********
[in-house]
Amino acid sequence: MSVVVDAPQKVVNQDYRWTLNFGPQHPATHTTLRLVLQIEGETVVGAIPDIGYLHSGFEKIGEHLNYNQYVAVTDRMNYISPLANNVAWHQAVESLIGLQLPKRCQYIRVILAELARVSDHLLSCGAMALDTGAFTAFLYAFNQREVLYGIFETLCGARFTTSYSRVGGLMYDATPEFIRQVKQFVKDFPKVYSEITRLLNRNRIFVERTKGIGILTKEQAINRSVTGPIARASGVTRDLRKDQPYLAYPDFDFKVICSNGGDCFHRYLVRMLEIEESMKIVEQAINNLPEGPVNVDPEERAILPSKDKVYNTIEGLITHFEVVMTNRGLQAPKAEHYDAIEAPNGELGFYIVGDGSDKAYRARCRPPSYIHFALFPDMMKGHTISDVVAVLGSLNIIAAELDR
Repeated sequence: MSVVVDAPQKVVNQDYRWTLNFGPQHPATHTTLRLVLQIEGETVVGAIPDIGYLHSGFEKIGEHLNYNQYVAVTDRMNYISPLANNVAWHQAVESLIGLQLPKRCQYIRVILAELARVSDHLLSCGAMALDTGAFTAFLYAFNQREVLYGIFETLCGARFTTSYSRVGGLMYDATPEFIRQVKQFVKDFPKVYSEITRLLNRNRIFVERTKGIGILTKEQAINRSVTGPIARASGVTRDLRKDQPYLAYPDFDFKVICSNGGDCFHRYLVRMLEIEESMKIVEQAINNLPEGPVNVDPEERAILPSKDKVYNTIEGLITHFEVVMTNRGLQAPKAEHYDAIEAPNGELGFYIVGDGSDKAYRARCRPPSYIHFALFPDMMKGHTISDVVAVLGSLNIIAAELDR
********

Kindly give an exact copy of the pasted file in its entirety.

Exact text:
[in-house]
Amino acid sequence: MSVVVDAPQKVVNQDYRWTLNFGPQHPATHTTLRLVLQIEGETVVGAIPDIGYLHSGFEKIGEHLNYNQYVAVTDRMNYISPLANNVAWHQAVESLIGLQLPKRCQYIRVILAELARVSDHLLSCGAMALDTGAFTAFLYAFNQREVLYGIFETLCGARFTTSYSRVGGLMYDATPEFIRQVKQFVKDFPKVYSEITRLLNRNRIFVERTKGIGILTKEQAINRSVTGPIARASGVTRDLRKDQPYLAYPDFDFKVICSNGGDCFHRYLVRMLEIEESMKIVEQAINNLPEGPVNVDPEERAILPSKDKVYNTIEGLITHFEVVMTNRGLQAPKAEHYDAIEAPNGELGFYIVGDGSDKAYRARCRPPSYIHFALFPDMMKGHTISDVVAVLGSLNIIAAELDR
Repeated sequence: MSVVVDAPQKVVNQDYRWTLNFGPQHPATHTTLRLVLQIEGETVVGAIPDIGYLHSGFEKIGEHLNYNQYVAVTDRMNYISPLANNVAWHQAVESLIGLQLPKRCQYIRVILAELARVSDHLLSCGAMALDTGAFTAFLYAFNQREVLYGIFETLCGARFTTSYSRVGGLMYDATPEFIRQVKQFVKDFPKVYSEITRLLNRNRIFVERTKGIGILTKEQAINRSVTGPIARASGVTRDLRKDQPYLAYPDFDFKVICSNGGDCFHRYLVRMLEIEESMKIVEQAINNLPEGPVNVDPEERAILPSKDKVYNTIEGLITHFEVVMTNRGLQAPKAEHYDAIEAPNGELGFYIVGDGSDKAYRARCRPPSYIHFALFPDMMKGHTISDVVAVLGSLNIIAAELDR